Few moments in life combine poignance and relief the way becoming a parent for the first time does. Here is this new life begotten by another; that of parenthood, by way of the life just brought into the world. Regardless of how good or bad a parent one is ultimately to become, parenthood is a permanent tag. Whether the child pans out to be another feather in a cap is nary the point. Indecies can invoke that notion while throwing in the parent’s past life. Mainly the balancing act of how much is divulged to the child(ren). Equally complicating is the timing and the solicitation of that information. How much are we privy to immediate ancestral history? Inversely, are we obligated to share hardships that predate our children? Does any of this go against the self-imposed/endured sacrifice to give a better life to those that follow? We are conditioned to presume such sacrifice is a given. A welcome burden and an unspoken assumption. Incendies blows up these preconceptions to an incredible extreme. The question that begs itself, if relatability and disconnect between generations are now the norm, why then aren’t similar disclosures the rule instead of the exception that they are? Why are they not a rite-of-passage of sorts, instead relegated behind the birds and bees talk? Should we not demand more discourse, and less omission?
It is only when the loose ends are finally untangled to get tied up (in Incendies) do we fully understand Nawal’s motives behind her dying wish. Her last wish, relayed to her surviving children by a notary comes off as something of a curveball. A request equal parts simple and erratic, prompting a divisive reaction, particularly undue scorn from her son. A misunderstood parent? A difficult one? We’re not privy to that. What we know is she cut a solemn figure in the one moment of leisure we’re allowed a peek of. That her belongings are to be split among the surviving beneficiaries as they see fit is the least of the heirs’ concerns, because a proper burial is pending her wish be honored first. A wish requisite of another. Deliver one letter each to a father they assumed was dead, and a brother they never knew existed. This is the first of many hints of the difficult and insufferable mother her children make her out to be throughout.
An immigrant to Quebec of Middle Eastern origin and mother of twin son and daughter, Jeanne and Simon Marwan, Nawal is suddenly hospitalized before kicking the bucket. A bucket with now two items left unchecked off. Her country of origin is fictionalized but the “why” is the last thing that ought to be on the viewer’s mind. Her speaking parts are nonexistent in the immediate past, rendering the nature of her relationship with her twins murky to the viewer. And rightly so, since it is not the intention of the writer/director to make it the focus. She may well have been the distant, reserved, silent parent to many a child’s chagrin. Regardless, Nawal exists in the past, figuratively. And literally, in the flashbacks shown in tandem with Jeanne’s every step delivering the letters. Both the discoveries (Jeanne’s) and the history (Nawal’s) that unfold have an atrocious cruelty in their delivery. Jeanne is shown to be unceremoniously told her visit was no longer welcome. This is in contrary to the age old tenet of honoring a guest in Arabia. As the more startlingly realities are dug up, Simon reluctantly flies in, except his arrival is not to partake in the odyssey. No, to him, it is best to let sleeping dogs lie. In tow are the notary from Quebec and a local notary who, unbeknownst to Simon, will provide the needed logistical support in a side of the world too foreign for a privileged first-generation immigrant could comprehend (cue the warlord who tells Simon blindfolding him is for his benefit). It seems everyone wants to forget Nawal, each for a reason it looks. Not the late Nawal.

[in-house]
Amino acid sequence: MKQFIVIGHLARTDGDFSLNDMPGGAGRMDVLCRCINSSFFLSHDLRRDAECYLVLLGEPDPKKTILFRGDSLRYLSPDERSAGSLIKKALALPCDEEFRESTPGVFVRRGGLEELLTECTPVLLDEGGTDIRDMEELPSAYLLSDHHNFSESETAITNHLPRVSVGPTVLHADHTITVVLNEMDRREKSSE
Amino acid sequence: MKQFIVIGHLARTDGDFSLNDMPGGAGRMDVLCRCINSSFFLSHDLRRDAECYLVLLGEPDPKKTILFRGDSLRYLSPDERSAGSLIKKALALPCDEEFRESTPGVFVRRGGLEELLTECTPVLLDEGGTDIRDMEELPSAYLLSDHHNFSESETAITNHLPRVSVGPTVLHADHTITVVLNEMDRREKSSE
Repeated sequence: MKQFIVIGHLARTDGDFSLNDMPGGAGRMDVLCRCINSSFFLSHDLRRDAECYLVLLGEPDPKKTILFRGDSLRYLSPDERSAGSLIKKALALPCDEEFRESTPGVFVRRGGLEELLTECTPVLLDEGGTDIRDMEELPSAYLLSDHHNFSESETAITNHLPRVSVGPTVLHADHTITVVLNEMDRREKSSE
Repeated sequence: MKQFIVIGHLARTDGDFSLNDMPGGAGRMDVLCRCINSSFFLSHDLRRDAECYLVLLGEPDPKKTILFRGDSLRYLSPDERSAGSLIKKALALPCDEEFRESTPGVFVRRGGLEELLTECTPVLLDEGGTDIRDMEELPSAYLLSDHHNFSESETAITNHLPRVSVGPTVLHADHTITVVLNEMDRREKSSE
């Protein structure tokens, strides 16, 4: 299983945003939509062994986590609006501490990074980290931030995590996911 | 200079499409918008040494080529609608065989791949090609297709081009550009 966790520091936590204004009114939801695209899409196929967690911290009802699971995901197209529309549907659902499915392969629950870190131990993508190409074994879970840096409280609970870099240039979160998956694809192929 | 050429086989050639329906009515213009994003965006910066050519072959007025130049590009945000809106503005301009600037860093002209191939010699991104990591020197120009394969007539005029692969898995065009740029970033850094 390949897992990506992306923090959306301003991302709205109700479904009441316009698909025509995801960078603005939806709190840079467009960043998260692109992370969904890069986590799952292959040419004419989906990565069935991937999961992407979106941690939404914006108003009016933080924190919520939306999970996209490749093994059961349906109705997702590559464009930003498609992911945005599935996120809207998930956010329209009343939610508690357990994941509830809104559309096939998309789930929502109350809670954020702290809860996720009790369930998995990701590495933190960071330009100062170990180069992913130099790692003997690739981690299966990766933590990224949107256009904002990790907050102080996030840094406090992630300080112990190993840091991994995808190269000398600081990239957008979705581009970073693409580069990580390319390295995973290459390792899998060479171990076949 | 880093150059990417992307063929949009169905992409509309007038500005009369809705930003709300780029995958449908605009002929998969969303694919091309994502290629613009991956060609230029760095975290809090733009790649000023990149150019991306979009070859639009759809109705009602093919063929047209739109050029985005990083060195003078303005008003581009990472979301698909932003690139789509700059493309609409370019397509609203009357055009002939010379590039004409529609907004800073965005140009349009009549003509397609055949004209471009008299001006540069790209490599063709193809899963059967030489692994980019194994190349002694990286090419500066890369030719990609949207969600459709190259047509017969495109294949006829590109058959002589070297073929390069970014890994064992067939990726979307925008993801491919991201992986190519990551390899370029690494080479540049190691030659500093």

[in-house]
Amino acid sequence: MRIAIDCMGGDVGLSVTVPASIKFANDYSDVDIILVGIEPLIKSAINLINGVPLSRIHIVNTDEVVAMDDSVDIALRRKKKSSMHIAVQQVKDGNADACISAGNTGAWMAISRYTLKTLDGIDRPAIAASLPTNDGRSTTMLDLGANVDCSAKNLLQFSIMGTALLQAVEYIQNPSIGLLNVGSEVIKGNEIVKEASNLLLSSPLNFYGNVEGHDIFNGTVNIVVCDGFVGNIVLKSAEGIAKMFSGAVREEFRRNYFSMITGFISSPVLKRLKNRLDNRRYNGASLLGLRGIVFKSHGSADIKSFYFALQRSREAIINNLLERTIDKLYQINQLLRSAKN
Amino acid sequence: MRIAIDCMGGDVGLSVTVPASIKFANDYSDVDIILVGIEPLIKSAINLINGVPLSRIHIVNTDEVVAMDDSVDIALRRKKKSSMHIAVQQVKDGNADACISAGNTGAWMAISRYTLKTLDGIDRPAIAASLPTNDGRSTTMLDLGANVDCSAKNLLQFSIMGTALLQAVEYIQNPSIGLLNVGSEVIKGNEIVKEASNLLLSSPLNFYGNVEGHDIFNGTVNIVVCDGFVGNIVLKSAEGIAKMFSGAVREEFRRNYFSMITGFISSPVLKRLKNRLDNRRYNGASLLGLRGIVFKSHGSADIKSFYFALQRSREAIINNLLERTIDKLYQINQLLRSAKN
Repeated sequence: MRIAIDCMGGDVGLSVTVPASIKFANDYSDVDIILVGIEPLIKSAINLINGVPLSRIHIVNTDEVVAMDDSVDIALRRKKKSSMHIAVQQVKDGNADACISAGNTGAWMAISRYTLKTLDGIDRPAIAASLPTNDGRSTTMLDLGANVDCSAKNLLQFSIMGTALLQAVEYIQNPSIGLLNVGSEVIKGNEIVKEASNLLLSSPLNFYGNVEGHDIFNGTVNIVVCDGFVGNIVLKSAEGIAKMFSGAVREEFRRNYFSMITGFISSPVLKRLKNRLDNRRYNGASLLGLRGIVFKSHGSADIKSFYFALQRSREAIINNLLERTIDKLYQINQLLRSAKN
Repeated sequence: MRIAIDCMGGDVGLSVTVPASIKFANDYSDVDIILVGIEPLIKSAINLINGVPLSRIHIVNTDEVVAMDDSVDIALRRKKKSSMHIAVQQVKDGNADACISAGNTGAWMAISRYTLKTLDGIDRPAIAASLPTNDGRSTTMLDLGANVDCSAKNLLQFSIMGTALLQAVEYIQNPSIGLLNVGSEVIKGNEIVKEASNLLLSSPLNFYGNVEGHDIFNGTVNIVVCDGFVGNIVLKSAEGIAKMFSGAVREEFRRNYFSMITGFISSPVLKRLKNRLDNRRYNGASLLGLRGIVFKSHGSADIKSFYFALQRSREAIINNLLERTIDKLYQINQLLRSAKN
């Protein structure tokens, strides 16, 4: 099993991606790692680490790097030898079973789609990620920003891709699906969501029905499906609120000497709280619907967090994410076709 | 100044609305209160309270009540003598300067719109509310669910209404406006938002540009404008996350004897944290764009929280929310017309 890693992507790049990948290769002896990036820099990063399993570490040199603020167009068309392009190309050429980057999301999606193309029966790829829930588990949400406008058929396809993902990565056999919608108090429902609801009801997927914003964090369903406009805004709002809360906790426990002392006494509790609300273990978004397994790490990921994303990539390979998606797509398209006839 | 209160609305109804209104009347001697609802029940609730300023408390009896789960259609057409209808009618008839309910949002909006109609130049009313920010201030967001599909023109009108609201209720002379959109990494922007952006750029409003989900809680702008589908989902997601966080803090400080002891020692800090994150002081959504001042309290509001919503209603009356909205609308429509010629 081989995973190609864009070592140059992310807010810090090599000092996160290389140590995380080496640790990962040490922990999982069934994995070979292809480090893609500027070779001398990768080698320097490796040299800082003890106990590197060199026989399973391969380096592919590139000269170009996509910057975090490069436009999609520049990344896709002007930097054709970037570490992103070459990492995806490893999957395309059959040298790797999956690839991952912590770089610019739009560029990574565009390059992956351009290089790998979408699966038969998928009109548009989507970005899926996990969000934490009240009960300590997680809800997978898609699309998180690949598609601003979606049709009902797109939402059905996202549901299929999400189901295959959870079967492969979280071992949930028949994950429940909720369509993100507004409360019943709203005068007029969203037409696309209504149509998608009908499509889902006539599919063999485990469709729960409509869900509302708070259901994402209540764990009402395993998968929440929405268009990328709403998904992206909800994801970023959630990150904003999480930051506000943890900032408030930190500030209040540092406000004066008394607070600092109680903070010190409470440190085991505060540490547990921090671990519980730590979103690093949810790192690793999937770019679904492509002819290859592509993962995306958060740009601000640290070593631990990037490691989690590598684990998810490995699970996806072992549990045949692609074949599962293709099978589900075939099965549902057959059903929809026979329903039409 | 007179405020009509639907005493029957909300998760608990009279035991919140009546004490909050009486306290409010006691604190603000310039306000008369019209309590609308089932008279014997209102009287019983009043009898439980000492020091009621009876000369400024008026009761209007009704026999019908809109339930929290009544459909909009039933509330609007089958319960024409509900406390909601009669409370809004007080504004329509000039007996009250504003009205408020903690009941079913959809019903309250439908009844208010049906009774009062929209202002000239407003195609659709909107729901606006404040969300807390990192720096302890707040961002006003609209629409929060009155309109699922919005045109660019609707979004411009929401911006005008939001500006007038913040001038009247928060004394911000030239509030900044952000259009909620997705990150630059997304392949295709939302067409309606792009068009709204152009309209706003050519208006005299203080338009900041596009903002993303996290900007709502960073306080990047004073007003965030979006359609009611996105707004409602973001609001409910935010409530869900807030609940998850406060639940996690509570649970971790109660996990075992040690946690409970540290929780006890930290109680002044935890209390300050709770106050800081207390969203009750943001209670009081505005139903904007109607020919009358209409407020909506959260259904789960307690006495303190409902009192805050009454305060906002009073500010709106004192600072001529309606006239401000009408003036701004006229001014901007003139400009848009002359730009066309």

The psychological and emotional toll on Nawal’s present self, a shell of a woman since her pregnancy, at last redeem her in the eyes of the children that knew her all their life. Though not simultaneously realized, for her long lost firstborn, the reconciliation of her absence with the circumstances of their unusual reunion is mutually realized postmortem. If Incendies had any lessons, to a feeble mind it may be a knee-jerk (perhaps politicized) reaction. Something along the lines of not to fuck out of wedlock in the Middle East, or to liberalize every last neighboring district. If the idea of the gap growing with subsequent generations held true, and that it indeed was a measure of the parental instinct of unconditional love, it is only right than the only thing more precious than a child is a grandchild. Thematically, Incendies is a place best not returned to too soon. Even if to fact check the technical goofs (inaccuracies?) pointed out by IMDb comments. Verdict: a devastating finale that, however unlikely, elements of which are not entirely avoidable with the direction this civilization is headed.
Post Script: I’m usually very skeptical of films on the Middle East for lack of authenticity of, first, the language, and the dialect to a lesser degree. The latter is only really detectable to a good ear. Second is the lack of leads fluent in the language. But the thinking goes if you don’t tell your own story somebody else will tell it for you. Not that it excludes Dennis Villeneuve from the subject matter.